The Court Journals and Letters of Frances Burney: Volume II & IV: 1788

ISBN : 9780199688142

Lorna Clark
824 Pages
Multiple Copy Pack
148 x 223 mm
Pub date
Sep 2014
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The third and forth of six volumes that will present in their entirety Frances Burney's journals and letters from July 1786, when she assumed the position of Keeper of the Robes to Queen Charlotte, to her resignation in July 1791. Burney's later journals have been edited as The Journals and Letters of Fanny Burney (Madame d'Arblay), 1791-1840 (12 vols., 1972-84). Her earlier journals have been edited as The Early Journals and Letters of Fanny Burney (4 vols. to date, 1988- ). The Court Journals and Letters of Frances Burney continues the modern editing of Burney's surviving journals and letters, from 1768 until her death in 1840. 1788 is a crucial year that stands at the heart of the Court Journals and Letters of Frances Burney. Its centrality to Burney's court experience is suggested by the fact that in the first published edition of her Diary and Letters (1842-46) which compressed sixty years' worth of material into seven volumes, it took up almost a whole volume. Yet about a third of the text had been suppressed, either deleted by the elderly author or censored by the editor; moreover, the non-diary letters were completely ignored. All of this suppressed material has been restored and is published here, much of it for the first time. What fascinates readers about the year 1788 are two historic events: the opening of the trial of Warren Hastings and the onset of the 'madness' of George III, which precipitated the Regency Crisis. There were personal crises that affected Burney as well and both facets-public and private-are intertwined in a vivid recreation of everyday life at the Georgian court. The years spent as Keeper of the Robes to Queen Charlotte represent a watershed in Burney's life; separated from family, friends, and the dazzling London assemblies in which she could shine, she was oppressed by the monotonous routine and embarrassed by her position. While initially she tried to accept her fate, eventually she would admit her unhappiness and desire to escape. In this process, 1788 represents a year of transition.It also represents a time of literary experimentation for Burney's suffering was a source of strength that tempered her as a writer, inspiring her to embark on a series of tragedies, and honing her skills in copious accounts of the day's transactions. However, she was often behind-hand in writing up her entries (usually by more than a year), so the text that is presented as a daily journal is often written in hindsight. Though composed in the full knowledge of later events, the narrative is skilfully presented as though written up-to-the-minute. The text contained in these volumes, and the commentary that underlines the double time-scheme, may revolutionise our understanding of Burney's mastery of the epistolary.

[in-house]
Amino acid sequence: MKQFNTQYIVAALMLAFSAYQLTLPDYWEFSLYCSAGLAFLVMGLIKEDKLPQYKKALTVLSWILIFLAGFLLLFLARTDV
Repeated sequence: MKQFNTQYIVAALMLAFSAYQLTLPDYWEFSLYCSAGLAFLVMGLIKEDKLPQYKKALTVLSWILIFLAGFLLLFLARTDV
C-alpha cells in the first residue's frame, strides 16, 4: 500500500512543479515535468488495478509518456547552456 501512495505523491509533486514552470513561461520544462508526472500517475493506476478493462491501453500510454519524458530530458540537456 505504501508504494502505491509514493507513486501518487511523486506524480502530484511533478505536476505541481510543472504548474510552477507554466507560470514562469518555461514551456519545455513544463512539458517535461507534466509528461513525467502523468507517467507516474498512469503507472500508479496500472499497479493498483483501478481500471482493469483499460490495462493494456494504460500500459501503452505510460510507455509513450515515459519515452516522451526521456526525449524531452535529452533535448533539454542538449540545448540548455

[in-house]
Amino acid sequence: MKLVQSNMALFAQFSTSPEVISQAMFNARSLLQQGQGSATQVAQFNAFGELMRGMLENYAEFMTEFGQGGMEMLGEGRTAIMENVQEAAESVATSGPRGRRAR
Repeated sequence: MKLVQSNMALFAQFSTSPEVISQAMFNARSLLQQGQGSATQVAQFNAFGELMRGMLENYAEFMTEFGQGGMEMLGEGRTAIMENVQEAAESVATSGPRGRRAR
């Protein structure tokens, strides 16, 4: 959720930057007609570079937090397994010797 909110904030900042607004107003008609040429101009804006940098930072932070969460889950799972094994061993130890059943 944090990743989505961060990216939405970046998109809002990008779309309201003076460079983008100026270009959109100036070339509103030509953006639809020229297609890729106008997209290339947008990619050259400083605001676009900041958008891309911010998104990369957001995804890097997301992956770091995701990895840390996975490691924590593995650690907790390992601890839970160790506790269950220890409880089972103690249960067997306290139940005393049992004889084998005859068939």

About the author: 

Lorna J. Clark is Research Adjunct Professor in the Department of English, Carleton University. Editor of the Burney Letter since 1999, she is a member of the board of the Burney Society of North America as well as the Editorial Board of The Burney Journal. She has published widely on eighteenth- and nineteenth-century women writers in various journals. She has also contributed essays to the New Oxford Dictionary of National Biography and the Encyclopedia of British Women Writers. She recently edited a collection of essays, A Celebration of Frances Burney (2007), and a volume to the Women's Novels strand of the Chawton House Library Series, The Romance of Private Life (2008). Her 1997 edition of The Letters of Sarah Harriet Burney was nominated for the British Council Prize for the Humanities and the Morton N. Cohen Prize for a Collection of Letters.

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